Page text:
CEDAR RAPIDS — A 2006 coffee table book about Iowa devotes parts of four pages to Cedar Rapids’s Aossey family and Midamar, the food company the family created.
After all, the Aosseys were one of the first Muslim families to settle in Iowa in the early 1900s and helped build the oldest standing North American mosque. Bill Aossey Jr., 74, used his unique position as a Muslim living in America’s breadbasket to tap into a new market of halal food for Muslims around the world.
The Aossey success story was shared broadly for what it said about Iowa’s diversity, character and ingenuity.
But in October 2012, that image took a hit.
That’s when federal agents stormed Midamar, at 1105 60th Ave. SW, to seize records and $450,000. The only clues to the cause of the raid were 2010 U.S. Department of Agriculture citations that Midamar has mislabeled or falsified products exported to Malaysia and Indonesia. But company officials had submitted a corrective action plan and believed they were in the clear.
A grand jury indicted Bill Aossey in October 2014 with 19 counts related to misbranding halal meat.
Seven months later, firearms bound for Lebanon were found in a container being shipped from Midamar by another family. Four people without connections to Midamar were charged, but the investigation further tainted the Aosseys.
Iowan politicians who went on trade missions with the Aosseys or previously sought them out for campaign support now shun handshakes and don’t return phone calls, family members said. The company, downsized from 70 to 25 employees since the raid, is limping along with Aossey’s oldest son, Yahya, the only one who likely won’t spend time in prison.
For his part, Bill Aossey, waiting in the Linn County Jail to be sentenced on conspiracy, wire fraud and false statement convictions blames the decline in his family’s fortunes on prejudice against Muslims.
“We’ve been in this country for 100-some years, but after 9/11, there was all this phobia about Islam,” Aossey said. “What is happening on this case is a lineage.”
The accusation is baseless, federal prosecutors said.
“It’s a cheap shot,” U.S. Assistant Attorney Richard Walker said. “It ignores the fact the conduct they engaged in was criminal. Mr. Aossey was found engaging in criminal acts by a federal jury after a full trial.”
Aossey, born Sept. 13, 1941, in Cedar Rapids, was the third son born to Yahya Mohamad Aossey, who immigrated from the Lebanon region of Syria to the United States in 1907, and his wife, Maheaba, a Fort Dodge native.
Yahya Aossey initially settled in northwest Iowa, where he worked for German farmers who gave him the American name of William, according to the book “Iowa, Life Changing.” Later, he was able to save money for a horse and buggy, which he used to travel across Iowa as a peddler.
“I heard about his dad — bless his soul — before I came to this country because of how great he was,” said Dr. Mohamed Khowassah, 81, of Iowa City.
Khowassah, born in Egypt, came to the University of Iowa as a dental resident in 1962. The Aosseys regularly invited Muslim students to their house in Cedar Rapids for meals and camaraderie, Khowassah said.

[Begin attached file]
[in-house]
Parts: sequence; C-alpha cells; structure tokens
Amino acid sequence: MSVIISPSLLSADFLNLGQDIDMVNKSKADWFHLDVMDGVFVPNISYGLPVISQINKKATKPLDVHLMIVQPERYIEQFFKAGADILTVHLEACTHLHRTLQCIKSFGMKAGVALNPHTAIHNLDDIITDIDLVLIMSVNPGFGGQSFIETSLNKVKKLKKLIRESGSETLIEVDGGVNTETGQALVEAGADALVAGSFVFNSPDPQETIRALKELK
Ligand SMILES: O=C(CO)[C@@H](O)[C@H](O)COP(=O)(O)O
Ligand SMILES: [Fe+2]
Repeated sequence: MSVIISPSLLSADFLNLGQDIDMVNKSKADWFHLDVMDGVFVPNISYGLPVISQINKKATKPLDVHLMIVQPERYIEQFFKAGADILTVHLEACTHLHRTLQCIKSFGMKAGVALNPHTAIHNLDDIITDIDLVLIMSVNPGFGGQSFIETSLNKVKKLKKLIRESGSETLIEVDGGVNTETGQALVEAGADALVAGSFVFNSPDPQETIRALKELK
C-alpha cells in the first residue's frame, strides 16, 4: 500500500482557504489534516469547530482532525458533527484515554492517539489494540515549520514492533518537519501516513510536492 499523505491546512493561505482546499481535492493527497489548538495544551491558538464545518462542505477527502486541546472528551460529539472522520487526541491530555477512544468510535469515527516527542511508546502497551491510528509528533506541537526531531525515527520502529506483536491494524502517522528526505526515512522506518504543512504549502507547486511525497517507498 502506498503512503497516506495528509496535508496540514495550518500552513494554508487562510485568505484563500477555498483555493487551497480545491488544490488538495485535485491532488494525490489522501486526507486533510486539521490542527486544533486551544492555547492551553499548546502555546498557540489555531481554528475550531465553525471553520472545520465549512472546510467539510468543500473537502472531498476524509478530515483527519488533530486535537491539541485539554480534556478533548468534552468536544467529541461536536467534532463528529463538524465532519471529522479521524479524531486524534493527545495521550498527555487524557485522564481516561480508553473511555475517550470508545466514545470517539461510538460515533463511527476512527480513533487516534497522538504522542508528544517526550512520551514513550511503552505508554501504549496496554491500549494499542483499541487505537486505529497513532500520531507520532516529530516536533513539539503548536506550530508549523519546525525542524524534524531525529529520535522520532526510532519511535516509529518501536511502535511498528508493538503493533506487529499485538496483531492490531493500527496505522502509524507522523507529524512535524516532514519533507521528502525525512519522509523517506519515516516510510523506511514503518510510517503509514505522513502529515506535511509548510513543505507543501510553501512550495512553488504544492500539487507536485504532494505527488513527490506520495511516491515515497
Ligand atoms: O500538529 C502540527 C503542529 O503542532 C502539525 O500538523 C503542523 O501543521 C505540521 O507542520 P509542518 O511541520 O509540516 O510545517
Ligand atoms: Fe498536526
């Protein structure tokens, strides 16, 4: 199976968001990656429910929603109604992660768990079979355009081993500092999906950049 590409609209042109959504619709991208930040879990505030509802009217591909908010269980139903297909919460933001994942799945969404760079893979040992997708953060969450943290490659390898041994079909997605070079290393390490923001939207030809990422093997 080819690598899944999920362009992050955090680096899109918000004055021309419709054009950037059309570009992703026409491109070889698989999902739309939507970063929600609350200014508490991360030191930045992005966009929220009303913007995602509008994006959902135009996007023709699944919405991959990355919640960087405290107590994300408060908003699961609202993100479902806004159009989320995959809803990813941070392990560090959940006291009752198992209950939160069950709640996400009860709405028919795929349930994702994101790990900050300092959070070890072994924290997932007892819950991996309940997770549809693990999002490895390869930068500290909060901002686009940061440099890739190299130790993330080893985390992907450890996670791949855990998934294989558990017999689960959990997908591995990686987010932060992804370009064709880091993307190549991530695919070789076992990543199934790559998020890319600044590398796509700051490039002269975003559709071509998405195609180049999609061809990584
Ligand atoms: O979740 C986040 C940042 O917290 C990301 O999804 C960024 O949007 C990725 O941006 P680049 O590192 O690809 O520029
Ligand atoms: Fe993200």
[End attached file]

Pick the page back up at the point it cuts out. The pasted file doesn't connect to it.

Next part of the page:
William Yahya Aossey, his brothers and other Muslims built the Mother Mosque of America in Cedar Rapids in 1934, “Iowa, Life Changing” reports. Aossey also donated 10 acres of land in Cedar Rapids to build the first Muslim National Cemetery in 1948.
It was in this environment Bill Aossey Jr. grew up, attending Hayes Elementary, Wilson Middle School and Jefferson High School. He wrestled at Jefferson and Cornell College.
Aossey majored in sociology and English at Cornell and was senior class president, he said. He graduated in 1963 and joined the Peace Corps — the first Muslim to do so. In Senegal, Aossey had a variety of assignments, including digging wells and coaching an Olympic wrestling team.
Aossey traveled extensively through the late 1960s before coming home in 1970 to work with his brothers.
In 1974, Aossey founded Midamar with help from his brother, Joe.
“Shipping halal meat was all new,” recalled Joe’s wife, Laila Aossey, of Cedar Rapids. “In 1975, no one realized how big the markets of Malaysia and Indonesia were.”
These developing countries couldn’t support cattle, but well-to-do Muslims wanted to eat meat, she said. The Aosseys, with connections in many Middle Eastern countries, were in an ideal position to fill that need.
“That business was built on trust,” Laila Aossey said.
Consumers trust halal food companies to provide meat slaughtered according to Islamic standards.
The animal must be alive before slaughter, a sharp knife must be used to cut the animal’s throat, the animal’s blood must be drained before processing and the slaughterer must say a blessing before killing the animal. Muslims dispute other criteria, including whether halal meats should be hormone free or stunned before slaughter.
The Aosseys opened their own certifying agency in the mid-1970s called Islamic Services of America.
Midamar became an established part of the Cedar Rapids business community, joining the Eastern Iowa Chapter of the International Traders of Iowa and organizing trade missions. In May 1990, Former U.S. President George H.W. Bush presented Aossey and 10 others with the “E Star” Award for being “outstanding competitors abroad.”
The not-for-profit Systems Unlimited gave Midamar an Employer of the Year award in 2012.